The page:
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Construction And Recruitment Companies Penalised For Age Discrimination

Construction and recruitment companies penalised for age discrimination

A construction company and a recruitment company have been penalised a total of $29,000 for age discrimination.

The Federal Court found the Western Australian-based companies discriminated against a 70 year-old prospective employee.

Justice Katrina Banks-Smith described it as “a serious, and not trivial, example of discrimination”.

Construction and recruitment companies penalised

CoreStaff is a labour hire and recruitment company. It provides services to Gumala Enterprises – a civil construction, transport and mining-related company in WA’s Pilbara region.

The 70 year-old man responded to an online job ad placed by Terry Ingram from CoreStaff for an experienced grader operator.

After receiving his resume, Ingram decided the man could be suitable for the role, and subsequently passed his details onto Gumala’s HR advisor Nikki Maltese.

When Ingram later checked the status of the application in an email, Maltese responded:

“Terry we had his details already, he applied directly with us. He has all the tickets we are looking for however [his] age is a concern – 70 years old.

“The other guy is a no.”

Ingram replied to Maltese saying:

“Wow didn’t know that however I would have found out eventually … yes will certainly keep looking.”

Ingram then sent the 70 year-old job applicant the following email:

“Sorry…  no joy with the role at [Gumala] due to your age mate.”


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‘A serious, and not trivial, example of discrimination’

Justice Banks-Smith found CoreStaff refused to employ the man because of his age – a clear breach of anti-discrimination provisions contained in the Fair Work Act.

Additionally, she found Gumala also breached the Fair Work Act by encouraging or inciting Mr Ingram to refuse to employ the man because of his age.

In imposing penalties on the two companies, Justice Banks said employers must not make “unsubstantiated assumptions” about a person’s age and ability to do a job.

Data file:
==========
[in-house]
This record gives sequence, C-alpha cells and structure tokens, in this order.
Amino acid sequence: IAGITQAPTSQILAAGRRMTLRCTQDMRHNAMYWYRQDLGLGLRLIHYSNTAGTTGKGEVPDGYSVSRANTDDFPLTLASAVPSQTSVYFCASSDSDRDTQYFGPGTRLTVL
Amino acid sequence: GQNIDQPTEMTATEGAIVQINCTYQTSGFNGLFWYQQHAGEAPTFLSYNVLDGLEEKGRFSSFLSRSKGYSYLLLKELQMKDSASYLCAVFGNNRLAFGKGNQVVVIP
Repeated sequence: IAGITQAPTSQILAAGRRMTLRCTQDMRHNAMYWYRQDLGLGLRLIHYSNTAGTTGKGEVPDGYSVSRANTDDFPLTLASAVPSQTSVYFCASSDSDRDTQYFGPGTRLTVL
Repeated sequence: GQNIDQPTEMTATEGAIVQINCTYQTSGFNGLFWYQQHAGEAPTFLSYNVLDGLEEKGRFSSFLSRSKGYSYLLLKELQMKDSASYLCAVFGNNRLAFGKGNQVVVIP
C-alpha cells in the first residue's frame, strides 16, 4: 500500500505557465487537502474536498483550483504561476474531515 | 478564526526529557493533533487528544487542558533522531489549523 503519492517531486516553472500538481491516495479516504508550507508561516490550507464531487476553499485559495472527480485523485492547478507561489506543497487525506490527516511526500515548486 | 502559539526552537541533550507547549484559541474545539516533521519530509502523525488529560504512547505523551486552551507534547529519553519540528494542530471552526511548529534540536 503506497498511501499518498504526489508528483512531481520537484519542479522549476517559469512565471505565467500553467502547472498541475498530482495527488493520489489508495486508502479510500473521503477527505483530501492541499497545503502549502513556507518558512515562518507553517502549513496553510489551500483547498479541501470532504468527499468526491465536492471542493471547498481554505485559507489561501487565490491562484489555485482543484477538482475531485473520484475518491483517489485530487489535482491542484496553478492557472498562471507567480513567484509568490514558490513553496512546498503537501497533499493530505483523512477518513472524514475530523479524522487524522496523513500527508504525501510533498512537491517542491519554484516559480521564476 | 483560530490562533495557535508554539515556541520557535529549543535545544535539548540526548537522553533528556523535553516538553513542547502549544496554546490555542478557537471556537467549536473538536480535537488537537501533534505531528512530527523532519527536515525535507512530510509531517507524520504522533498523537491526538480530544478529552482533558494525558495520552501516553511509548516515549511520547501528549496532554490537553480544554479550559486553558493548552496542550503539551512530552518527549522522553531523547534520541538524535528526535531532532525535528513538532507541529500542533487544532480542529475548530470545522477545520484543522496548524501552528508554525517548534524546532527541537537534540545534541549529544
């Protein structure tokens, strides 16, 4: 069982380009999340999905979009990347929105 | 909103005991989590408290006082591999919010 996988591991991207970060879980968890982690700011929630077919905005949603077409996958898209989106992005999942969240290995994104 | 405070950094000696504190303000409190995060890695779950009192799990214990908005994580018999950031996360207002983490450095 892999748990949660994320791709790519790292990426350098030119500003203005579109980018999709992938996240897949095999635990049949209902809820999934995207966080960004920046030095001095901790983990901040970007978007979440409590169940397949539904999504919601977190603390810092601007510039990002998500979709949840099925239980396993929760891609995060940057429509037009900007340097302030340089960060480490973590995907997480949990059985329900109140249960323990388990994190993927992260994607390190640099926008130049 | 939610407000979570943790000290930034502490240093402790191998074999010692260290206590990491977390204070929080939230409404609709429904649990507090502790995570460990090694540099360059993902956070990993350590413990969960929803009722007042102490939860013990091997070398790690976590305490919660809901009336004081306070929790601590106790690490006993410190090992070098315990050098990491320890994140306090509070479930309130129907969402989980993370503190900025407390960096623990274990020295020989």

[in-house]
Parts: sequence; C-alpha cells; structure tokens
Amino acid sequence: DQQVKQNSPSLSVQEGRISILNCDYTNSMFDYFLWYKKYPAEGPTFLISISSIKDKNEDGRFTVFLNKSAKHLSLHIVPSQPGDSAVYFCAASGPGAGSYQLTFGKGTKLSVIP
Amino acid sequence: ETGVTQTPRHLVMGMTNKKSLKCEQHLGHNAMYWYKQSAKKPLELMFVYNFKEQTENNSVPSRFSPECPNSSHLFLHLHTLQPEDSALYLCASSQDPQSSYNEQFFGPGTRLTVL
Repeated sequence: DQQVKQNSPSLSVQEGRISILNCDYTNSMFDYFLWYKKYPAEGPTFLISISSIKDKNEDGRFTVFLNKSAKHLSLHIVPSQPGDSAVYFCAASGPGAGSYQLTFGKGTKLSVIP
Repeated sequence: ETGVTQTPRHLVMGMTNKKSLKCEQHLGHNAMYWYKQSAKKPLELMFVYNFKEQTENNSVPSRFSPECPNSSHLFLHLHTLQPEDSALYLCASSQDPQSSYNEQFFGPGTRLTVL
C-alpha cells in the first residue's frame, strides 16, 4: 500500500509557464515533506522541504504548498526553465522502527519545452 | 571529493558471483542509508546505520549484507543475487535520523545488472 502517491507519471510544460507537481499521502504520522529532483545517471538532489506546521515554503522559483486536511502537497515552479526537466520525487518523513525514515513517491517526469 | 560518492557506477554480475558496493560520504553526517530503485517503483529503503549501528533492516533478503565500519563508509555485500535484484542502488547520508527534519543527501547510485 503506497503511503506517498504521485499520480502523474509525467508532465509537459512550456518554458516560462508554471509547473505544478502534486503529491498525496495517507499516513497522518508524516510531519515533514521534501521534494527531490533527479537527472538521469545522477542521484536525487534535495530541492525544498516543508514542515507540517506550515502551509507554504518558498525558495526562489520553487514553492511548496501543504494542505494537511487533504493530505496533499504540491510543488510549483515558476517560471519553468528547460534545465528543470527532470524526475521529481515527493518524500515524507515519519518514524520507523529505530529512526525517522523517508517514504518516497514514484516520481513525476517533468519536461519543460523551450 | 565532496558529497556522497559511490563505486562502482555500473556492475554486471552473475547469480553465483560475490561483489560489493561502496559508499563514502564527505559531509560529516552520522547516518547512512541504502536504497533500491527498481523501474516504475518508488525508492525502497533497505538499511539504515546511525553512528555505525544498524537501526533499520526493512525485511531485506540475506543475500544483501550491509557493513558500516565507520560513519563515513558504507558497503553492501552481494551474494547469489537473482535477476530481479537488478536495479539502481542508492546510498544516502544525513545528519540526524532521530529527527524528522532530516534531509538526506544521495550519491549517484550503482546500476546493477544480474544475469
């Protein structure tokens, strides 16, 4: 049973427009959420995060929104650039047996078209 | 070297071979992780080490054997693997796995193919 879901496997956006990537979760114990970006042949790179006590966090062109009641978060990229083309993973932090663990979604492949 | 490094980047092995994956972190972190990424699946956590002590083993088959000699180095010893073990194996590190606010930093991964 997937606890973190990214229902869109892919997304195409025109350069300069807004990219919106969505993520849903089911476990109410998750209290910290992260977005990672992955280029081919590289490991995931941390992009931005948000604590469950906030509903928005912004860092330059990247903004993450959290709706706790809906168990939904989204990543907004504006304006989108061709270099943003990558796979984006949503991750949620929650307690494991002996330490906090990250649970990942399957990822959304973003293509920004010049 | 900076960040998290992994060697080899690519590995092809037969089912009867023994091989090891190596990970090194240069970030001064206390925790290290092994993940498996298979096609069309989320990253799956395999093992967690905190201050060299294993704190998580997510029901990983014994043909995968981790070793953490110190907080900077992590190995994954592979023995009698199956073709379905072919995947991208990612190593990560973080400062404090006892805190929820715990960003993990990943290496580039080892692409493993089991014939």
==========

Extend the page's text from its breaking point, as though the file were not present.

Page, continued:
Instead, she said employers must make proper assessments as to a person’s ability to undertake the inherent requirements of a particular position.

“The discrimination against [the worker] was clear – the only roadblock to his continued consideration for employment was his age,” she said.

“Conscious recognition was given to his age by both Gumala and by CoreStaff and that factor was then relied upon to deny his opportunity of employment.

“It was a serious, and not trivial, example of discrimination.”

The penalties

Justice Banks-Smith imposed a $20,000 penalty on CoreStaff with half awarded to the worker.

She also imposed a further $9,000 penalty on Gumala with half awarded to the worker.

Justice Banks-Smith noted a 2016 report by the Australian Human Rights Commission (AHRC) which found there is a significant increase in the time it takes for older people to find work once they become unemployed.

“It is notoriously harder for older Australians to obtain and retain work.

“This trend, and the overall decline in labour force participation with age (despite a desire to continue working), sit alongside what the AHRC describes as ‘negative assumptions and pervasive stereotypes about older people that contribute to discriminatory practices’, including perceptions about health problems, learning ability, aptitude and attitudes.”



Employers must know law

Employment lawyer Stephen Dryley-Collins said employers must be aware of their legal obligations when it comes to recruitment.

“There is both state and federal anti-discrimination legislation in Australia,” he said.  “And it is the responsibility of employers to make sure they are aware of their legal obligations.

“Denying someone a job based on their age is unlawful discrimination – and, in this case, the damning emails proved it happened. I’m therefore not surprised that Justice Banks-Smith imposed pecuniary penalties, because recruitment and HR people should know better.”

Mr Dryley-Collins said an employer can lawfully deny someone a job based on their age, but only if they can legitimately prove the person cannot perform the inherent requirements of a particular job.

“Refusing someone a position based solely on the number of birthdays they’ve had is not good enough, as the court has clearly stated in this case,” he said.

Mr Dryley-Collins advised anyone who has experienced age discrimination to contact an employment law specialist to discuss their options.


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